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How to model internal surfaces inside a zone in energyplus

asked 2019-08-19 14:29:55 -0500

anonymous user


updated 2019-11-28 04:35:37 -0500

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Hello all,

I have a question about how to model internal surfaces in a zone in enrgyplus. According to the following passage from "GettingStarted" document which describes how to define equivalent surfaces:

"Define all heat storage surfaces of the same construction within a zone as a single surface. The size of the single surface is obtained by summing the individual surface areas exposed to the zone. Thus, if a partition is completely within a zone (both sides of the partition are exposed to the zone), the area of each side must be added to the area of the equivalent surface. On the other hand, if the partition separates two zones, the area of only one side should be added to the equivalent surface."

Does the passage mean that I can draw the interior partition inside of a zone as a single surface with the same height of the zone, although it may exceed from the borders of the zone (just like the attached link above or picture below)?

Does Energyplus recognize the partition totally as a thermal mass inside the zone, though part of it is located outside of the zone?

Should I define the surface as an adiabatic boundary condition? Should the surface area be doubled? image description

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answered 2019-08-23 13:19:59 -0500

updated 2022-05-23 09:32:56 -0500

Anonymous, there are a few ways you can approach what you are trying to do.

  1. You can model the zone as a single space (assigned to one zone). Inside of this you can create an interior partition group (similar to shading group) and then draw one or more interior partition surfaces. These surfaces should generally be drawn where they exist and not go outside of the space they are in. When running a daylighting analysis with Radiance, these partitions impact the daylighting analysis. When running EnegyPlus, these are converted to internal mass objects,described here. OpenStudio does also allow you to directly make internal mass objects, under the internal load tab, and bypass making interior partitions.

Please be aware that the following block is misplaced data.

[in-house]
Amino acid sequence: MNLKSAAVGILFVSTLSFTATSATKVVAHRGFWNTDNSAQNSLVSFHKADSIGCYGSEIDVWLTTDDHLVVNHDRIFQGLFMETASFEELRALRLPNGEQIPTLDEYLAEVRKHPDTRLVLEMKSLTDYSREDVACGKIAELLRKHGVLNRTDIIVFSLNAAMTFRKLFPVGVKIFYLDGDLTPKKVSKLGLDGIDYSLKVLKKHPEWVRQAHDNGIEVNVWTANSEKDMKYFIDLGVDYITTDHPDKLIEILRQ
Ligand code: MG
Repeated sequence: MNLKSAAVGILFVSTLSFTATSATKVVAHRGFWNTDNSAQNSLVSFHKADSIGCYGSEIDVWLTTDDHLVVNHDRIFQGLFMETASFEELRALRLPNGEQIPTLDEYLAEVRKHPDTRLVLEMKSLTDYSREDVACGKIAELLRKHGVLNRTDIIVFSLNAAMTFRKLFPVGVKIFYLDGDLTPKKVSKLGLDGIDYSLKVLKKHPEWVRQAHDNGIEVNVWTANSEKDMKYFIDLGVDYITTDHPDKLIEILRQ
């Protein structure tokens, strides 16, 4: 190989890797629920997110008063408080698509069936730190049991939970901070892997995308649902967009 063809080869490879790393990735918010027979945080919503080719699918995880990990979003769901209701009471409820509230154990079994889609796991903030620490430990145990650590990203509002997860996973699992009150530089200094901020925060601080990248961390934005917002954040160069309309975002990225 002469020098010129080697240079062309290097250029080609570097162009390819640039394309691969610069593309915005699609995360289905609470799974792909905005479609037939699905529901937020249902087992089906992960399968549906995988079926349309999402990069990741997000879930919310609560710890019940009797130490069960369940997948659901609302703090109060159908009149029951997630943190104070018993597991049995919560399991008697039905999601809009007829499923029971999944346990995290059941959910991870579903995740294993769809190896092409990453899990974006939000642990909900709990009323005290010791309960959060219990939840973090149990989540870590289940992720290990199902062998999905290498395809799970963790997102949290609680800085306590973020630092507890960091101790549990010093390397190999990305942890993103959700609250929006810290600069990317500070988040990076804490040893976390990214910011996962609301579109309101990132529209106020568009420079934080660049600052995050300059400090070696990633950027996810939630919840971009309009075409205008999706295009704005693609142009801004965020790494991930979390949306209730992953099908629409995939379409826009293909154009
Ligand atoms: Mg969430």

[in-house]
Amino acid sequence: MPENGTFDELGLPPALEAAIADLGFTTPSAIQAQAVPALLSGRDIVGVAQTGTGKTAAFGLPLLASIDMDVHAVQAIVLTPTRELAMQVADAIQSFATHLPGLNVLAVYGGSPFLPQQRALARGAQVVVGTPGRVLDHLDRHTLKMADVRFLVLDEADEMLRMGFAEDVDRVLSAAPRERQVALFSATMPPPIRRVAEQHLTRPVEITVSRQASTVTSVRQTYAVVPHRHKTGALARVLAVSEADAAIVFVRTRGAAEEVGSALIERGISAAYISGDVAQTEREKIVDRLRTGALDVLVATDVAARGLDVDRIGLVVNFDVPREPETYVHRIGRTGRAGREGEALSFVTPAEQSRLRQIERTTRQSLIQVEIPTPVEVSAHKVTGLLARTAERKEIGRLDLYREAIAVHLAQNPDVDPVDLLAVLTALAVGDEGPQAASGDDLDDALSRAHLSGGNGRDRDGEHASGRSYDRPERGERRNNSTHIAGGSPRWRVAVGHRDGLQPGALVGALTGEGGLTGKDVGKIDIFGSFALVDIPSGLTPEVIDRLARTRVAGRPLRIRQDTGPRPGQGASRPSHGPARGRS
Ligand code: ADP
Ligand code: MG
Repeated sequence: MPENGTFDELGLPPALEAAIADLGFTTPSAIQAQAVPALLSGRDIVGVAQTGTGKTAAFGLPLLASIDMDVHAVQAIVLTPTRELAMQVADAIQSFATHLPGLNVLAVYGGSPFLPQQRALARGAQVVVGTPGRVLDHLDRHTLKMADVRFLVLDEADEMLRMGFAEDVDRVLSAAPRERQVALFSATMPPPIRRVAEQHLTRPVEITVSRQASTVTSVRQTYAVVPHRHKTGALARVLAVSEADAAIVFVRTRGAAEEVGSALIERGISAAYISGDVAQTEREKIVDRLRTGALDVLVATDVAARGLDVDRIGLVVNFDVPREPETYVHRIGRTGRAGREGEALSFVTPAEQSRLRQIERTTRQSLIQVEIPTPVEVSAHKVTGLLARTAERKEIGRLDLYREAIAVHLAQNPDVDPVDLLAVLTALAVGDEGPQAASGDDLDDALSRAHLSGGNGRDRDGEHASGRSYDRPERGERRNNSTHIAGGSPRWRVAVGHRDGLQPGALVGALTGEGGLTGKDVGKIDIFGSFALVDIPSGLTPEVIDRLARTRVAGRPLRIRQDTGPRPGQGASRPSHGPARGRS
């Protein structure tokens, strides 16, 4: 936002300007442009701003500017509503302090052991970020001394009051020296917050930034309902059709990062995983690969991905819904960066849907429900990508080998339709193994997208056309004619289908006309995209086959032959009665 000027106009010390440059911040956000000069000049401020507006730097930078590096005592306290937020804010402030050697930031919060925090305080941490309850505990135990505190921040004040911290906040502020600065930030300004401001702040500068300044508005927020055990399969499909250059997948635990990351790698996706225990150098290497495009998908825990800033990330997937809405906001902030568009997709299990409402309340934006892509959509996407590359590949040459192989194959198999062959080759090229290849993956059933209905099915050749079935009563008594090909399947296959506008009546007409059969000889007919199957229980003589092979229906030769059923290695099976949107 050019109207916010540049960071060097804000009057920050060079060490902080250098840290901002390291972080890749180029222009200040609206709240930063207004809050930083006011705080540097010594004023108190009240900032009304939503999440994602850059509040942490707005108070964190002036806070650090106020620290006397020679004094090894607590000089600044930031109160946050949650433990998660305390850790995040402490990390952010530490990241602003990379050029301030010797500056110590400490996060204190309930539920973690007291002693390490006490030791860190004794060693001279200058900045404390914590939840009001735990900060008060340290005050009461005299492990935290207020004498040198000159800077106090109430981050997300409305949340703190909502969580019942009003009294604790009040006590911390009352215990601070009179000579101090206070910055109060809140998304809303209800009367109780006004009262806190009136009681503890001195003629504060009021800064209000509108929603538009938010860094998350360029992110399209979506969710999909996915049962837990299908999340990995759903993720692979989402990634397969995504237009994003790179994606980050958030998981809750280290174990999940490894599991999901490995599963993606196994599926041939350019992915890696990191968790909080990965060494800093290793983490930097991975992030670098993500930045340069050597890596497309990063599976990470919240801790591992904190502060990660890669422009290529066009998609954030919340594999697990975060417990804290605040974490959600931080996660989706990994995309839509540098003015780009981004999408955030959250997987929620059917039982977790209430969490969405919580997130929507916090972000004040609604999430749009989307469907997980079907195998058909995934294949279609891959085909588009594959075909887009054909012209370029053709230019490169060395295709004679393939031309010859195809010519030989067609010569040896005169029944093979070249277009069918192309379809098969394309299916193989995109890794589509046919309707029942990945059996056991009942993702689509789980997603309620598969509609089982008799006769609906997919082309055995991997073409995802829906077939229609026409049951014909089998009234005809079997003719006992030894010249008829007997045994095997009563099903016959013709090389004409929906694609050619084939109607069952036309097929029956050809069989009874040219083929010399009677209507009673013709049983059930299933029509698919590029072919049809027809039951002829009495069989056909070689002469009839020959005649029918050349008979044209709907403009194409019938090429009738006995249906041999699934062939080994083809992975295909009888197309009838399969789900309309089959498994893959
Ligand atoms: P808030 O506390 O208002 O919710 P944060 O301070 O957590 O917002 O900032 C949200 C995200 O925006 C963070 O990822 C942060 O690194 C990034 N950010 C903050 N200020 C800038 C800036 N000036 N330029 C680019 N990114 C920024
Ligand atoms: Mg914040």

2. You can model each of the rooms as their own space in OpenStudio and then assign them all to a single zone. You don't have to worry about making interior partition objets or internal mass objects in OpenStudio. You do however have to run surface matching so OpenStudio can identify inter-space surfaces. When multiple spaces are in the same zone, inter-space surfaces that are in the middle of the zone will be translated to EnergyPlus as internal mass objects.
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@David Goldwasser, from this EnergyPlus link you provided, it appears that the Internalmass object is used to take the place of all interior partitions, furniture, equipment, AND interior constructions? So, if this object is used, EnergyPlus ignores the interior constructions for the purposes of inter-zone energy exchange (thermal mass) calculation? It seems that, when using this object, the modeler would need to account for not only the added interior furnishings, but also the interior walls, floors, and ceilings?

Ski90Moo's avatar Ski90Moo  ( 2020-06-05 12:48:03 -0500 )edit

Heat transfer surfaces should be used at thermal zone boundaries, so interior walls and floors that sit between two zones should not be modeled as internal mass. Internal mass objects are intended to model additional mass beyond what is included in the heat transfer surfaces.

David Goldwasser's avatar David Goldwasser  ( 2020-06-05 13:43:14 -0500 )edit

Thank you David!

Ski90Moo's avatar Ski90Moo  ( 2020-06-05 15:14:51 -0500 )edit

answered 2019-08-22 16:41:00 -0500

Viper's avatar

Your question seems rather bizarre. It would really help if you can specify your purpose of the modeling.

In general, a zone means uniform temperature. A partition in a zone only serves as thermal mass.

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thanks for your answer.

Actually, I have 3 rooms in a zone with the same condition and interior wall construction. But instead of modeling all internal walls one by one in Energyplus, I want to draw a single partition with double length of the sum of all internal walls in open studio. Then I'll import the model into the Energyplus to calculate the thermal loads. Therefore, when I draw the partition , it exceeds the physical borders of the zone.

Does Energyplus recognize the partition totally as a thermal mass inside the zone, though part of it is located outside of the zone?

anonymous userAnonymous ( 2019-08-23 01:27:25 -0500 )edit

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Asked: 2019-08-19 14:29:55 -0500

Seen: 680 times

Last updated: May 23